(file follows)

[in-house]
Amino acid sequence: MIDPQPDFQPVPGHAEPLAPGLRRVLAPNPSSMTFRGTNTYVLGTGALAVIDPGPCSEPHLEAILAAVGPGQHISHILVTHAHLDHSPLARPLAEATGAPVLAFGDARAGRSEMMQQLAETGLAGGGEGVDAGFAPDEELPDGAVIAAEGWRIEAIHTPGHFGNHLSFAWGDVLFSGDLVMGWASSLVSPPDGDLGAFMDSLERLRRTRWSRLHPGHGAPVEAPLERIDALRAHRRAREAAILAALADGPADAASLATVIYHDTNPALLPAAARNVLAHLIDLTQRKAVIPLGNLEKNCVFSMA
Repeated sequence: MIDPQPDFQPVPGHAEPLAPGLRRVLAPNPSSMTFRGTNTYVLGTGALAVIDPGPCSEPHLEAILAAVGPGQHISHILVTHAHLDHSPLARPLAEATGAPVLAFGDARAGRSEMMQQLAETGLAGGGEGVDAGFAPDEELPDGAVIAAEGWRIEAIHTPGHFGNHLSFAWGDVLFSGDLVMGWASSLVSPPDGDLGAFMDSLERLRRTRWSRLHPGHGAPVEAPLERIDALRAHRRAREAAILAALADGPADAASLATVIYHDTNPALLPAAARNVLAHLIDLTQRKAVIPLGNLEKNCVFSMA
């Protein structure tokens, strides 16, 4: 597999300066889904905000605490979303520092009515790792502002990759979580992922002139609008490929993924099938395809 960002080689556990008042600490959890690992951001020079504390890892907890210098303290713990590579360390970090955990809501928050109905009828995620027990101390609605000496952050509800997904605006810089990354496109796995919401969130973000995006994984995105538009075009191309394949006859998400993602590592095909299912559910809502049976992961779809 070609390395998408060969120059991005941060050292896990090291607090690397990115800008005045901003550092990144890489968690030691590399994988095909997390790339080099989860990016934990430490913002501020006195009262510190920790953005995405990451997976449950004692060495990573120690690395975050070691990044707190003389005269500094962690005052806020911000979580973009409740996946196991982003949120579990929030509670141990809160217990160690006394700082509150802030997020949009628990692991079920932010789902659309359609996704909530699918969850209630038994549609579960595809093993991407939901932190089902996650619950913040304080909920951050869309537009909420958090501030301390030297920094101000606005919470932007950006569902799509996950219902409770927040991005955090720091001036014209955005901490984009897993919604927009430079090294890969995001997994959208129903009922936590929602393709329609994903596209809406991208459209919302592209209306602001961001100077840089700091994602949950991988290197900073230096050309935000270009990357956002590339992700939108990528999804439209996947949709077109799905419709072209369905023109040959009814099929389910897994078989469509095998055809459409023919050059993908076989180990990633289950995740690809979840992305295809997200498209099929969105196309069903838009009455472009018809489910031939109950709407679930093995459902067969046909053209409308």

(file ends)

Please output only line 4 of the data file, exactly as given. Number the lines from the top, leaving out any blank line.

């Protein structure tokens, strides 16, 4: 597999300066889904905000605490979303520092009515790792502002990759979580992922002139609008490929993924099938395809 960002080689556990008042600490959890690992951001020079504390890892907890210098303290713990590579360390970090955990809501928050109905009828995620027990101390609605000496952050509800997904605006810089990354496109796995919401969130973000995006994984995105538009075009191309394949006859998400993602590592095909299912559910809502049976992961779809 070609390395998408060969120059991005941060050292896990090291607090690397990115800008005045901003550092990144890489968690030691590399994988095909997390790339080099989860990016934990430490913002501020006195009262510190920790953005995405990451997976449950004692060495990573120690690395975050070691990044707190003389005269500094962690005052806020911000979580973009409740996946196991982003949120579990929030509670141990809160217990160690006394700082509150802030997020949009628990692991079920932010789902659309359609996704909530699918969850209630038994549609579960595809093993991407939901932190089902996650619950913040304080909920951050869309537009909420958090501030301390030297920094101000606005919470932007950006569902799509996950219902409770927040991005955090720091001036014209955005901490984009897993919604927009430079090294890969995001997994959208129903009922936590929602393709329609994903596209809406991208459209919302592209209306602001961001100077840089700091994602949950991988290197900073230096050309935000270009990357956002590339992700939108990528999804439209996947949709077109799905419709072209369905023109040959009814099929389910897994078989469509095998055809459409023919050059993908076989180990990633289950995740690809979840992305295809997200498209099929969105196309069903838009009455472009018809489910031939109950709407679930093995459902067969046909053209409308």